Updated: April 20, 2018 at 6:05 p.m.
Two members of D.C.’s homeless population are suing the city, alleging that authorities have violated their Constitutional rights by repeatedly confiscating and improperly disposing of personal items during clearings of homeless camps.
The suit, filed as a 15-page complaint to the D.C. District Court March 28, alleges that the city has confiscated and discarded shelters and belongings in at least 70 different camp sweeps, including the raid on a homeless camp on E and 20th streets in November. Proponents of the suit said the clearings deprive homeless people across the District of their basic belongings and leave those already struggling with fewer resources to survive on the streets.
Plaintiffs Shanel Proctor and Charlaine Braxton, who currently sleep in tents near Union Station, claim in the suit that the District and D.C. Mayor Muriel Bowser have violated city regulations that require D.C. to keep confiscated belongings in storage lockers for 60 days and not discard any personal identification, bicycles or functional tents when clearing encampments.
The plaintiffs are seeking a court order against the city requiring the District to abide by its protocol for handling property seized in camp clearings.
“As a result of the District’s practice, plaintiffs are in grave danger of suffering irreparable harm through loss of personal property that is necessary for survival or that cannot be replaced,” the suit states.
A representative from Covington and Burling, a D.C.-based law firm representing Proctor and Braxton, said in a statement that the city has been violating the Fourth Amendment for “a number of years” by improperly seizing personal property belonging to homeless residents in the District.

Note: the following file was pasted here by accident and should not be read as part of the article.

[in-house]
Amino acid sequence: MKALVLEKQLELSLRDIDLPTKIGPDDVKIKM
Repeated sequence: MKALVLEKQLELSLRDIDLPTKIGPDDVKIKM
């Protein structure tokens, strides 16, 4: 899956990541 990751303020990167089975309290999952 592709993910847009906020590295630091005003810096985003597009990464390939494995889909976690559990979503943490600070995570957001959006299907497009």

Ann Marie Staudenmaier, an attorney at the Washington Legal Clinic for the Homeless, said the government’s seizing of personal property forces the homeless to survive without “live-saving” items, like tents, which protect their belongings and shelter them from bad weather.
“What these encampment clearings are doing is rendering people more vulnerable and in a more dangerous situation than they were before,” Staudenmaier said.
The lawsuit cites the E Street clearing as an example of a raid in which officials “destroyed all unattended property, including tents, notwithstanding assertions by numerous residents that the property was still in use by other residents.”
Student advocates sought to stop the clearing of the camp, which officials said was unsanitary and lacked basic resources, in the days before authorities moved in.
Staudenmaier said D.C. government’s treatment of homeless encampments first became a primary issue in 2015, after government officials cleared a camp near the Watergate area – one of the first incidents to attract a large amount of media attention.
Homeless communities have remained in the Foggy Bottom and NoMa areas because they are closest to resources like psychiatric help, grocery stores and shelters, like Miriam’s Kitchen, a homeless support and advocacy organization on Virginia Avenue, Staudenmaier said.